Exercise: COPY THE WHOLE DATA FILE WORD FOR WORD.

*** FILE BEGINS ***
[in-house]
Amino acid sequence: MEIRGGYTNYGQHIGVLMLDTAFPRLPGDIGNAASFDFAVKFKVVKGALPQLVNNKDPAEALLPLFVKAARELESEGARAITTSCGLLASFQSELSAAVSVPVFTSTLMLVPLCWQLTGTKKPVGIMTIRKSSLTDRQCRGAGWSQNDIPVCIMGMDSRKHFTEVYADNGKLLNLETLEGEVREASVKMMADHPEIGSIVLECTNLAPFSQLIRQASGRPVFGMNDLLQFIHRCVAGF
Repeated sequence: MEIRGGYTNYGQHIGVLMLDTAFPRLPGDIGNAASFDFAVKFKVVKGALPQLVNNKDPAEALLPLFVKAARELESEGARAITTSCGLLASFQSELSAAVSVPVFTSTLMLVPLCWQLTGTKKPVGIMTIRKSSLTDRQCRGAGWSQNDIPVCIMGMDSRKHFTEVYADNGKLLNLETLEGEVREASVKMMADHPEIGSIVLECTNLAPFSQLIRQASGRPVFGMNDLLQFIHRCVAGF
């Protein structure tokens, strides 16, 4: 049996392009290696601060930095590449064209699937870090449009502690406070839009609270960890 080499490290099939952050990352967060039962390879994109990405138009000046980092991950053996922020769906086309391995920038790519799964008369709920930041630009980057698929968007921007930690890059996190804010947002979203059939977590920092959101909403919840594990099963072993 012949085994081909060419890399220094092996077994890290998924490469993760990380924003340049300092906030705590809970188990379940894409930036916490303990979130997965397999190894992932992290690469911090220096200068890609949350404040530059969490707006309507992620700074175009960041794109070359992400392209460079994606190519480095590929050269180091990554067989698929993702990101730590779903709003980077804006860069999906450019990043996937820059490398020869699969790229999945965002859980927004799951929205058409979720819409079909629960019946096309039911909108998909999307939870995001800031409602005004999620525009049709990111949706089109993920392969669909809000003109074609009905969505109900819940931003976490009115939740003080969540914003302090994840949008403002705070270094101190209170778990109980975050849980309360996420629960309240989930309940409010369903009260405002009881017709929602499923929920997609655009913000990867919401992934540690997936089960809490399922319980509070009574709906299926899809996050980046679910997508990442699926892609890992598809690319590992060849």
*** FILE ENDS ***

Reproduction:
[in-house]
Amino acid sequence: MEIRGGYTNYGQHIGVLMLDTAFPRLPGDIGNAASFDFAVKFKVVKGALPQLVNNKDPAEALLPLFVKAARELESEGARAITTSCGLLASFQSELSAAVSVPVFTSTLMLVPLCWQLTGTKKPVGIMTIRKSSLTDRQCRGAGWSQNDIPVCIMGMDSRKHFTEVYADNGKLLNLETLEGEVREASVKMMADHPEIGSIVLECTNLAPFSQLIRQASGRPVFGMNDLLQFIHRCVAGF
Repeated sequence: MEIRGGYTNYGQHIGVLMLDTAFPRLPGDIGNAASFDFAVKFKVVKGALPQLVNNKDPAEALLPLFVKAARELESEGARAITTSCGLLASFQSELSAAVSVPVFTSTLMLVPLCWQLTGTKKPVGIMTIRKSSLTDRQCRGAGWSQNDIPVCIMGMDSRKHFTEVYADNGKLLNLETLEGEVREASVKMMADHPEIGSIVLECTNLAPFSQLIRQASGRPVFGMNDLLQFIHRCVAGF
């Protein structure tokens, strides 16, 4: 049996392009290696601060930095590449064209699937870090449009502690406070839009609270960890 080499490290099939952050990352967060039962390879994109990405138009000046980092991950053996922020769906086309391995920038790519799964008369709920930041630009980057698929968007921007930690890059996190804010947002979203059939977590920092959101909403919840594990099963072993 012949085994081909060419890399220094092996077994890290998924490469993760990380924003340049300092906030705590809970188990379940894409930036916490303990979130997965397999190894992932992290690469911090220096200068890609949350404040530059969490707006309507992620700074175009960041794109070359992400392209460079994606190519480095590929050269180091990554067989698929993702990101730590779903709003980077804006860069999906450019990043996937820059490398020869699969790229999945965002859980927004799951929205058409979720819409079909629960019946096309039911909108998909999307939870995001800031409602005004999620525009049709990111949706089109993920392969669909809000003109074609009905969505109900819940931003976490009115939740003080969540914003302090994840949008403002705070270094101190209170778990109980975050849980309360996420629960309240989930309940409010369903009260405002009881017709929602499923929920997609655009913000990867919401992934540690997936089960809490399922319980509070009574709906299926899809996050980046679910997508990442699926892609890992598809690319590992060849």